Every religion provides fertile fields for fraud. The SEC also recently charged an alleged Ponzi schemer targeting Persian Jews.

But the “Prosperity Gospel” has made Christians especially vulnerable. Plant a seed, reap a harvest: Many preachers and televangelists promise a hundred-fold blessing for every dollar donated to them—something not even the Prince of Darkness, Bernie Madoff, had dared.

“It’s totally infected American churches,” Mr. Anthony says. “But the saddest thing is that with satellite TV it’s infecting the poorest parts of the world. People who barely have enough to eat see their pastor flying in a jet and living in a mansion. And if they don’t get it, it’s because they have secret sin in their lives. It’s always the victims’ fault.”

Anyone peddling insurance, real estate, sales opportunities or investments at church has probably not read the Bible. Anyone preaching wealth and prosperity is twisting its verses for a quick buck and making a mockery of their faith.

I have taken the liberty of actually reading the Bible throughout my life for those who will not. Here’s what it says: Love of money is the root of all evil. Blessed are the poor. Store your treasure in heaven. Give to Caesar what is Caesar’s. Hand over your possessions to the poor and follow. Love your enemy. Turn the other cheek. Don’t lie. Don’t cheat. Don’t steal. Don’t hit up your neighbor’s wife. And my favorite: It is easier to shove a Fat Cat through the eye of a needle than it is for a camel to go to heaven—or something like that.

Jesus was not a capitalist. When he turned water into wine, he did not open a liquor store. When he multiplied loaves and fishes, he did not establish Wal-Mart. When he miraculously healed the sick, he did not bill Medicare or start an HMO. Somehow, profiting richly from the sick and infirm was considered unjust back in those days.

He worked as a humble carpenter, an itinerant preacher and sometimes helped fishermen for free. The only business transaction he was ever reported to have completed was taking a whip to money-changers for turning his Father’s house into “a den of thieves.” In the end, he took up his cross and demanded his followers do the same.

“The central message of Christianity is giving your life away,” says Mr. Anthony. “I live on $55 a week, plus room and board.” If that sounds too much like socialism, there’s always another temple where everyone is free to worship. It has even more Ponzi schemes, and a really convenient address, too: Wall Street.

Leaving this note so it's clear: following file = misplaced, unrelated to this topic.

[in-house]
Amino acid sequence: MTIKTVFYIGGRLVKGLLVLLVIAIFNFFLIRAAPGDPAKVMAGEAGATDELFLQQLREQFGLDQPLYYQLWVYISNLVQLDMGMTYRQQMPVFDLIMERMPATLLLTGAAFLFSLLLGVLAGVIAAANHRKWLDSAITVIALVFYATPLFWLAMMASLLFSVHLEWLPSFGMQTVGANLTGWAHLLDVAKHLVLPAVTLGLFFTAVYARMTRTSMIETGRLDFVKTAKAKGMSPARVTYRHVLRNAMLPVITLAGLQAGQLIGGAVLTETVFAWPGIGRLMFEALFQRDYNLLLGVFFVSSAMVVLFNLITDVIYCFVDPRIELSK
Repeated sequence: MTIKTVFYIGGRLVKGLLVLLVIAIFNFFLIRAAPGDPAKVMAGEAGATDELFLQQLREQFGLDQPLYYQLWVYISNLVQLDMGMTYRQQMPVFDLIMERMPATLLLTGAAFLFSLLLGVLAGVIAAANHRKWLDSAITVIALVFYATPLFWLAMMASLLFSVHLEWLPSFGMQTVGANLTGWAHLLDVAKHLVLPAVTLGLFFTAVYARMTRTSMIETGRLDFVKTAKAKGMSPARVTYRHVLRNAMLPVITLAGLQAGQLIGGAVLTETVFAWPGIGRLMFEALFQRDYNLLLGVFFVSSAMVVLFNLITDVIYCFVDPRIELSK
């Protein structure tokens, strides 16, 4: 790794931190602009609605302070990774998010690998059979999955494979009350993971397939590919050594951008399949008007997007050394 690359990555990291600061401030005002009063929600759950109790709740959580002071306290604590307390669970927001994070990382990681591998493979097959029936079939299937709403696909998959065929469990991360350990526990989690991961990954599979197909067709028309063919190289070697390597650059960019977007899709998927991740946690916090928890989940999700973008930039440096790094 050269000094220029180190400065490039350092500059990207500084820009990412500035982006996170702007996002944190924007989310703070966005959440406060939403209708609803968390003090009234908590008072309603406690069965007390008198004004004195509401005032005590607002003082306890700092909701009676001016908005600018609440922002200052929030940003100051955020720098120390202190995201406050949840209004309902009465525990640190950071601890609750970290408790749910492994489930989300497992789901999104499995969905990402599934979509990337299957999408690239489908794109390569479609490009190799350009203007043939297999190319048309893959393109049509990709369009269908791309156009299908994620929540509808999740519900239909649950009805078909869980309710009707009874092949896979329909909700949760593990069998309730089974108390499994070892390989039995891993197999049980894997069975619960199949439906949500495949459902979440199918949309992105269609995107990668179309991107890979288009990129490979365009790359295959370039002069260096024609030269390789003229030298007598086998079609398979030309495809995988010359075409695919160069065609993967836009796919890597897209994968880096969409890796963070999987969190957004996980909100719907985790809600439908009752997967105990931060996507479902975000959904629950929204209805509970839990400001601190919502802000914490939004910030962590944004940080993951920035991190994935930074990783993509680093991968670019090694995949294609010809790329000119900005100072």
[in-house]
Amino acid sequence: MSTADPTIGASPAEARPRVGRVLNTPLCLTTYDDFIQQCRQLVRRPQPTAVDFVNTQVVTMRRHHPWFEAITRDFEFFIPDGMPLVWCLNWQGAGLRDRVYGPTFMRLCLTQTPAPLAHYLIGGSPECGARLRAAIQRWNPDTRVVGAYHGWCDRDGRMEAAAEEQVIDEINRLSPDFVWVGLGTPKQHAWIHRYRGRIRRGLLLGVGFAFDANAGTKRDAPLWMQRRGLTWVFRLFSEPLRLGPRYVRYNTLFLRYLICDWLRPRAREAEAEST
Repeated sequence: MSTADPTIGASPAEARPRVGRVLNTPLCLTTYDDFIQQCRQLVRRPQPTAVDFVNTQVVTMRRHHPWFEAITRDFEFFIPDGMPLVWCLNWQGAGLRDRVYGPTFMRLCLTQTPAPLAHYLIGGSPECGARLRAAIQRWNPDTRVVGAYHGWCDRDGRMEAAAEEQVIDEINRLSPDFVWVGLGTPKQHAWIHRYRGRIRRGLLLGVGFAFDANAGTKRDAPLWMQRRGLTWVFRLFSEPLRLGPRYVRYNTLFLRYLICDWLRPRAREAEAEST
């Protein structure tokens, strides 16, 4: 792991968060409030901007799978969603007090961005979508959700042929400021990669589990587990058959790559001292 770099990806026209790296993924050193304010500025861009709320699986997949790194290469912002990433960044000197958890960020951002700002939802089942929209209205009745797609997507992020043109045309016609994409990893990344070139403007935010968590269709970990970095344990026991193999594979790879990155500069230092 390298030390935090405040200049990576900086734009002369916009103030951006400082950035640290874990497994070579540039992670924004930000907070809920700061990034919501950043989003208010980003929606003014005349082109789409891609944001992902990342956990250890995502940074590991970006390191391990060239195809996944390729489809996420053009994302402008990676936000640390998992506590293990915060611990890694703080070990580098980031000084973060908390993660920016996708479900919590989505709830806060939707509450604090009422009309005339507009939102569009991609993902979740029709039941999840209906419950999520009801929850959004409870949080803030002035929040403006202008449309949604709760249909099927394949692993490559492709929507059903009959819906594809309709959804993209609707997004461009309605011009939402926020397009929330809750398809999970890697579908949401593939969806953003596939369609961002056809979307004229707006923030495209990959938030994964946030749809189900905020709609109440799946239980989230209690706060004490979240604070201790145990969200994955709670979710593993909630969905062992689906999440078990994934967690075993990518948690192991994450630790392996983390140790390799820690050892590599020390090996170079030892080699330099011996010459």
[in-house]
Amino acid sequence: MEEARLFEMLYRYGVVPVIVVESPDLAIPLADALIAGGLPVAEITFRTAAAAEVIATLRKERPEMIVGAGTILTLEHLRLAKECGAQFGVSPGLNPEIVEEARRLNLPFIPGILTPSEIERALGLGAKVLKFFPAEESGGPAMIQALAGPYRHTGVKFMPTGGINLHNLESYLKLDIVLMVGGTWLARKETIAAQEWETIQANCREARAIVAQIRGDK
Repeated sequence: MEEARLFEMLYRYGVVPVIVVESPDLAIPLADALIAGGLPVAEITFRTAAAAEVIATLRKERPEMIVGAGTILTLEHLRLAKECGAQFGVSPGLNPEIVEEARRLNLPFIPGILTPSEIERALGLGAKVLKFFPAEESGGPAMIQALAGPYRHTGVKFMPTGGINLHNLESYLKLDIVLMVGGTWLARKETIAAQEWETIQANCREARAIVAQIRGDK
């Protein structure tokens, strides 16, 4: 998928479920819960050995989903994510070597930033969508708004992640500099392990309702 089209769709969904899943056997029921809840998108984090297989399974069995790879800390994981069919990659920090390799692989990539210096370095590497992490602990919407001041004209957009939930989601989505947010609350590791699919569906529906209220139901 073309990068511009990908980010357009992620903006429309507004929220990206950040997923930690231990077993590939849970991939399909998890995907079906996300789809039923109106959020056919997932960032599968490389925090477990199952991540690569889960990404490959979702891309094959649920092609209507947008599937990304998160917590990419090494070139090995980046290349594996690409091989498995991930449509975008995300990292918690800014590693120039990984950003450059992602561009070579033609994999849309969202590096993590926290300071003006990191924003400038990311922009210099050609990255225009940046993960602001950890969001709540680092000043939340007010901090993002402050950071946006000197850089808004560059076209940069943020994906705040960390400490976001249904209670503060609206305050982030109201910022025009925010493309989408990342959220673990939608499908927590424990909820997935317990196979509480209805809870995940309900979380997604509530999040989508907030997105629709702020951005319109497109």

—Al Lewis is a columnist for Dow Jones Newswires in Denver. He blogs at tellittoal.com; his email address is al.lewis@dowjones.com

 

 

 

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(From the Iris Diaries)

The woman who loves the wind is always dreaming of a road.  Though it is tiresome and lonely at times, she senses that the path is ascending gently under her soft little feet.  It rolls out like a divine scroll before her, with new words and new mercies each day.

She knows that the end of the path holds great rewards and secrets that her natural eyes are too dim to see.  She has spiritual eyes that have beheld a few shadows of glory beyond the veil.  She told a close friend about one of her most memorable spiritual dreams:

In one of my dreams, I was the innkeeper of an old rustic lodge by the side of a lonely road, and I provided hospitality to many travelers.  I worked hard to make people as comfortable as possible when they came. I always stayed very busy preparing food and cleaning out rooms and decorating with flowers and candles and art.

There was a certain man who visited the inn on several occasions. He was kind and gracious, and I always felt awkward in his presence. Each time he came, I felt more of a bond of friendship with him, but I often felt as though my services were inadequate.  He was always grateful, but I was always looking for ways to improve.  Each time the man returned to the inn, I felt great joy about his coming.